We recommend using our 18V Power to power all your GT modules, but read the safety precaution about it before you decide.
Interesting and useful configs will certainly need to utilize at least one Rack Switch module to add remote switching for the modules. While the 3-Button Footswitch used with the Rack Switch DIN is not junky, it is also not the 12-Button Footswitch beast used with the Rack Switch VGA.
Most of our modules are either 1.5" or 2" wide. Ignoring the small number of narrower and wider modules for the moment, with 17" of space available in an enclosure, that means you'll have room for roughly 8 - 11 modules per enclosure, give or take a bit, depending on the widths of the exact modules you choose and the options you add to them. In your first enclosure, if you start with a 1" left wing guitar pass thru, Rack Switch, 18V Power, and 1" right wing amp pass thru, you'll have 11.5" remaining for effects, roughly 6 modules. Thus, with one enclosure and common configuration, you might have around 6 effects, which is probably sufficient for light to moderate effects users. With two enclosures you are adding space for roughly 10 more, for a total of around 16 effects in 2 enclosures, which is in the range of players using more complex effects chains. Adding even more enclosures can easily provide space for more effects than most players would be likely to use in a single setup, which brings up another point. You may be able to break a complex setup into multiple effects chains, since it is easier to have multiple chains in a rack than it is to have multiple pedal boards and associated cabling on the floor. Since your chain is defined by cabling, not the positions of modules in enclosures, you can have portions of more than one chain in an enclosure
You can freely run audio, switch, and power cables across multiple enclosures. A variety of cable lengths may come in handy.
If you need filler modules to fill out an enclosure, keep in mind that the majority of our modules are either 1.5" or 2" wide. It's also good to have a variety of filler sizes that you can re-use when you add or change modules. If you can fit in at least one each of 0.5", 1", 1.5", and 2", you may be able to avoid purchasing additional filler modules when you make a change. Getting all 0.5" modules will give you maximum flexibility, but you may not like how it looks so much.
Always use at least two power daisy chains so you can balance power consumption on the two channels of the 18V Power module. They don't have to be precisely balanced, but the transformer manufacturer says keeping them more balanced is better for transformer performance and lifespan over the long term than using only one channel.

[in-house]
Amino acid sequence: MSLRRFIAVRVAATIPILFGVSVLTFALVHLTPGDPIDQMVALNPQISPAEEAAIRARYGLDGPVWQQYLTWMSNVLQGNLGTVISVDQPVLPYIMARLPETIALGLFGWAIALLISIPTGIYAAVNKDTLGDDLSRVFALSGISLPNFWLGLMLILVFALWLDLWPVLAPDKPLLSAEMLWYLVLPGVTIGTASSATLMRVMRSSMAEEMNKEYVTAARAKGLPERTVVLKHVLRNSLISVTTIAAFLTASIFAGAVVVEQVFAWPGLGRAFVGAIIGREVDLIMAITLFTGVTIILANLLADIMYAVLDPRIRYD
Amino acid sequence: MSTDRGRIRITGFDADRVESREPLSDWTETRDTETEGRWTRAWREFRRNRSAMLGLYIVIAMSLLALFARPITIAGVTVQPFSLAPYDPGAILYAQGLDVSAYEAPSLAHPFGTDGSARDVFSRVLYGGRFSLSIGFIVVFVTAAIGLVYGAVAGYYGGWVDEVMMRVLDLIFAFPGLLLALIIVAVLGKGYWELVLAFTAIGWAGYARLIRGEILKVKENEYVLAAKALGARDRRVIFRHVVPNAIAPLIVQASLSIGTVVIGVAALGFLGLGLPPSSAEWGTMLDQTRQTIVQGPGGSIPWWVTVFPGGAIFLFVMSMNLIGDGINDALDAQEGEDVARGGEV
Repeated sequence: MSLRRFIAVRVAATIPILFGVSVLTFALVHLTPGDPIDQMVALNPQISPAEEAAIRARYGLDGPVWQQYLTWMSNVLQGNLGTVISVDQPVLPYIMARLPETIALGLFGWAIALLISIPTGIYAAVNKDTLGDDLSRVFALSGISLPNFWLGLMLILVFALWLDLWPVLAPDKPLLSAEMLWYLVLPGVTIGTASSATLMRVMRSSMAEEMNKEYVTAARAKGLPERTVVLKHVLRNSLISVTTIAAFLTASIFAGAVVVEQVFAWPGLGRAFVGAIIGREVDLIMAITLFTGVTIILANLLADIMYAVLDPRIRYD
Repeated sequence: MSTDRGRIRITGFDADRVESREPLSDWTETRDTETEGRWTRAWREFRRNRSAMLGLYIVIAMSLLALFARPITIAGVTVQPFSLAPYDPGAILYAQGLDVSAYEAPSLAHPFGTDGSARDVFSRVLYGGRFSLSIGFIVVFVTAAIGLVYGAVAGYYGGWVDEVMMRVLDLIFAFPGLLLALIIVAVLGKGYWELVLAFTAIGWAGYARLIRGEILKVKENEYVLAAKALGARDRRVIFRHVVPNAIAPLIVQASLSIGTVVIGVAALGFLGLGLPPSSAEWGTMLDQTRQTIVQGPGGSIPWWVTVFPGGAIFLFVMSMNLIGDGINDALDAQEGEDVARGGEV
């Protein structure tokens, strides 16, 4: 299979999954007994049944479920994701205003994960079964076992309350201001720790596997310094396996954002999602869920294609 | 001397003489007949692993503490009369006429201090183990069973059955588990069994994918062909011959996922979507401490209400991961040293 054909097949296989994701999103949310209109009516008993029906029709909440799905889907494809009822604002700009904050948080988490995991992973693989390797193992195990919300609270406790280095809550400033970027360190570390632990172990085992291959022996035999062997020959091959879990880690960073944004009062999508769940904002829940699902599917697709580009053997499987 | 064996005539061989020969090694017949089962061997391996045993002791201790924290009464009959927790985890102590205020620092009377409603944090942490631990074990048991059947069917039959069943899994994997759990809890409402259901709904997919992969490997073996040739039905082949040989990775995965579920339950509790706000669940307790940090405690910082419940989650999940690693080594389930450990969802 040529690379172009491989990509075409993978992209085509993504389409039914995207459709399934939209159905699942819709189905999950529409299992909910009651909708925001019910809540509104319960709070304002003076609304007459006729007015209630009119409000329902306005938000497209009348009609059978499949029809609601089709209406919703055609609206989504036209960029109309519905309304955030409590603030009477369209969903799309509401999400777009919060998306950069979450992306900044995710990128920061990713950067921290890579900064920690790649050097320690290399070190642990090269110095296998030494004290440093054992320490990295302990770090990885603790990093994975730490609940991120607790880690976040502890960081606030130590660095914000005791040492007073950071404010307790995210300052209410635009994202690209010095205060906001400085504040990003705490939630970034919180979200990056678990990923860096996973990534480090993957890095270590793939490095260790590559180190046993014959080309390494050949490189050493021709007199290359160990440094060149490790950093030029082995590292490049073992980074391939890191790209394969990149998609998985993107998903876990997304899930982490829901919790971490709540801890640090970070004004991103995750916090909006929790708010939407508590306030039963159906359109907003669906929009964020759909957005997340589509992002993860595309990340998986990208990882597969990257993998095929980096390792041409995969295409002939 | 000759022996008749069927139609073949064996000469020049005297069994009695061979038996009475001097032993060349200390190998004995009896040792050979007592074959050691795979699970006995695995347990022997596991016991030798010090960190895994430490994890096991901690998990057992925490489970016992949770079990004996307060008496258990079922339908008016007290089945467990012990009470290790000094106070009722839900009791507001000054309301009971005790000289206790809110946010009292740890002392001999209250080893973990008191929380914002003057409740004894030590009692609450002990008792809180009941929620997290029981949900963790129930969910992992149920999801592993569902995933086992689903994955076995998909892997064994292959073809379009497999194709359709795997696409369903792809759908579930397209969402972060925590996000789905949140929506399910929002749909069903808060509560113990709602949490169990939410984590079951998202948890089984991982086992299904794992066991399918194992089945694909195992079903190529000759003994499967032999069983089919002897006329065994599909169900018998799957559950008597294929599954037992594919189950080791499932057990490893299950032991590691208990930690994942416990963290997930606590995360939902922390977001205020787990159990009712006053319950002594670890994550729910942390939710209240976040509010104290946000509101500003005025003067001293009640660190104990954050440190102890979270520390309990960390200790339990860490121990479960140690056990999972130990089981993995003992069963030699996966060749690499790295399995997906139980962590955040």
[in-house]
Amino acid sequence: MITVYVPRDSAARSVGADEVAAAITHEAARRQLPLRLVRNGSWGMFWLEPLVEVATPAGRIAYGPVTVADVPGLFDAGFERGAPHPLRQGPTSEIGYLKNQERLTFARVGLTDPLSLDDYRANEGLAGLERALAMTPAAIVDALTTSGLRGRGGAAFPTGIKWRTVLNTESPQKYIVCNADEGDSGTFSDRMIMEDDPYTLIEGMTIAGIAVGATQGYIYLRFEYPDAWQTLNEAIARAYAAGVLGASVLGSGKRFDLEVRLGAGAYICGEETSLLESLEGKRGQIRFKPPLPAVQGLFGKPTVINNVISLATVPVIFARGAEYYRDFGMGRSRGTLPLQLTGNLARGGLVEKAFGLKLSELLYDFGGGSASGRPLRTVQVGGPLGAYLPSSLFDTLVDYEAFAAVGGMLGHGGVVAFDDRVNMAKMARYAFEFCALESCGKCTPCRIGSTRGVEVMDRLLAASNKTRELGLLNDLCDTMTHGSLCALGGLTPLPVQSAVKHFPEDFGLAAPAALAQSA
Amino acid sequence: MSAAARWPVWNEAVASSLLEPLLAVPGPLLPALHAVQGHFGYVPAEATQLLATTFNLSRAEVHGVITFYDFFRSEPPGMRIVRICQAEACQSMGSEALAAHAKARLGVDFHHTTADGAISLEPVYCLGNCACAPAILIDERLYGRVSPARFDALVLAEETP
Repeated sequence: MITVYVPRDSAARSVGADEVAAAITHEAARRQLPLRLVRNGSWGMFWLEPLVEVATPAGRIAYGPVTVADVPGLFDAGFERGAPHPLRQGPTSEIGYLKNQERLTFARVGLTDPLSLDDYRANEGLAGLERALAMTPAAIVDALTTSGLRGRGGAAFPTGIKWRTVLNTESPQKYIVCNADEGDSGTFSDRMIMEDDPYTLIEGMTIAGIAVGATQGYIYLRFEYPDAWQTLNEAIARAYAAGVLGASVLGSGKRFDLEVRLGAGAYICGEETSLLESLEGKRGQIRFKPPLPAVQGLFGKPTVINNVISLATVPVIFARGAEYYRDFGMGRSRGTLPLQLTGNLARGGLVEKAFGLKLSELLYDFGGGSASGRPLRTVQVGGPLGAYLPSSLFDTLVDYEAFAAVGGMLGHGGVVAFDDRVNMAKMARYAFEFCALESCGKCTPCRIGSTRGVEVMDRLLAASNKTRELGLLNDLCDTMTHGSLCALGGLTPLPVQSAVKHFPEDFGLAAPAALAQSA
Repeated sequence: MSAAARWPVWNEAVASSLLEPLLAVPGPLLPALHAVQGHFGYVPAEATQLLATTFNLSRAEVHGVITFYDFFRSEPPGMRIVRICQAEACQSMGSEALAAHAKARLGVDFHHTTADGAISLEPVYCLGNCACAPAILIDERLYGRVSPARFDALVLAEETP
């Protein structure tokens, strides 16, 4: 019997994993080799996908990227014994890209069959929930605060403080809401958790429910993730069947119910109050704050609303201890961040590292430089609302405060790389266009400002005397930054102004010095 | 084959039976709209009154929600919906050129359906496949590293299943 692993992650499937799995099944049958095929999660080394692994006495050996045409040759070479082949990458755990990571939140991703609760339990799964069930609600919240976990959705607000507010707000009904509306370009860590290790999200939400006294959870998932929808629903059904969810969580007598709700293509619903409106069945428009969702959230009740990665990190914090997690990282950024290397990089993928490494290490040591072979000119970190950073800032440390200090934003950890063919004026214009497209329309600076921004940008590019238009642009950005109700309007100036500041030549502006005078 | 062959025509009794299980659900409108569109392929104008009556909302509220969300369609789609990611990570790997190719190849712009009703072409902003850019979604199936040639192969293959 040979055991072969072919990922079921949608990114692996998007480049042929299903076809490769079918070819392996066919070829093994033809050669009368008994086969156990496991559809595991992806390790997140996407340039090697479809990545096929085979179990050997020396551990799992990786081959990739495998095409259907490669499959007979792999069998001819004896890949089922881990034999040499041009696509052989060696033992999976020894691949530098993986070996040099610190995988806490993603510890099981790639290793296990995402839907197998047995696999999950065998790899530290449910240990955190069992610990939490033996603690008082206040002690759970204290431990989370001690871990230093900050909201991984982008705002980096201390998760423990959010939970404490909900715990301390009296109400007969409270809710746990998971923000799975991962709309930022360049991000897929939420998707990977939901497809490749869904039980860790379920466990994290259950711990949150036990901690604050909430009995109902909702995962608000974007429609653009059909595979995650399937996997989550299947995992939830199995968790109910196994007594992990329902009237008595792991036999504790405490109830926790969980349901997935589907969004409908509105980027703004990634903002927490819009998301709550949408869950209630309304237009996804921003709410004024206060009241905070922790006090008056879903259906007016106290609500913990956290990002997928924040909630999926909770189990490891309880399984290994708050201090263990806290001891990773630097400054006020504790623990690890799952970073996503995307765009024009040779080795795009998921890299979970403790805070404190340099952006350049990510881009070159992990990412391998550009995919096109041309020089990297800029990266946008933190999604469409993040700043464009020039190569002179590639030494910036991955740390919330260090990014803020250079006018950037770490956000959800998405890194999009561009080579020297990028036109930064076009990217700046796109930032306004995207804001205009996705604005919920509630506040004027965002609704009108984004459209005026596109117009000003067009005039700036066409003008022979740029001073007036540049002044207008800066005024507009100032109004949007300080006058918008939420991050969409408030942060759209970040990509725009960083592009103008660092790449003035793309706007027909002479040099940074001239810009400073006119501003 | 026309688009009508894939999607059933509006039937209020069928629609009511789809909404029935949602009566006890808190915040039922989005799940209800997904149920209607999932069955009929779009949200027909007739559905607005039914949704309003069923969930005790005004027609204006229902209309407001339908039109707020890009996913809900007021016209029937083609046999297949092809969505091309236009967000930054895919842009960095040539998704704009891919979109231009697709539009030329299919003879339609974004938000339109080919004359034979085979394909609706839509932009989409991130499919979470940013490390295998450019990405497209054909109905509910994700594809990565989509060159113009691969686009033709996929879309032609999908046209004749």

The Tube Reverb module fills an entire enclosure, so it violates some of the guidelines above. It comes already installed in its own enclosure.
Module Panel Configuration
There is one aspect of module configuration that requires a closer look - front and rear panel configurations. As you can imagine, since there are lots of module configuration options, and a wide variety of effects, we can end up with a very large number of arrangements needed for controls and connections in a module. Mostly, "controls" are on the front panel, and "connections" are on the rear panel. There are exceptions to both those guidelines, but we'll ignore that for most of this discussion. The product descriptions for each module have information about their panel configs, and the exception cases are documented there. We will also mostly ignore Wing Modules configurations here. They are a special case, but also follow most of these guidelines.
The majority of our modules have what we call the "standard" rear panel configuration. "Standard" means they have an audio input jack, audio output jack, footswitch jack, footswitch override switch, DC power jack, and DC power indicator LED. Some may have an extra footswitch/override switch pair or two to support multiple footswitchable options. Many of our signal routing modules have completely different connection options. The standard connections can fit into a 1.5" panel, which is the minimum size we generally support for an effect module. That means the rear connections are generally not a constraint on the width of a module. We have standard (and non-standard) rear panels in a variety of widths. It will rarely be the case that you need to worry about rear panel configurations when you are customizing a module - we will almost certainly already have in stock any rear panel you may need.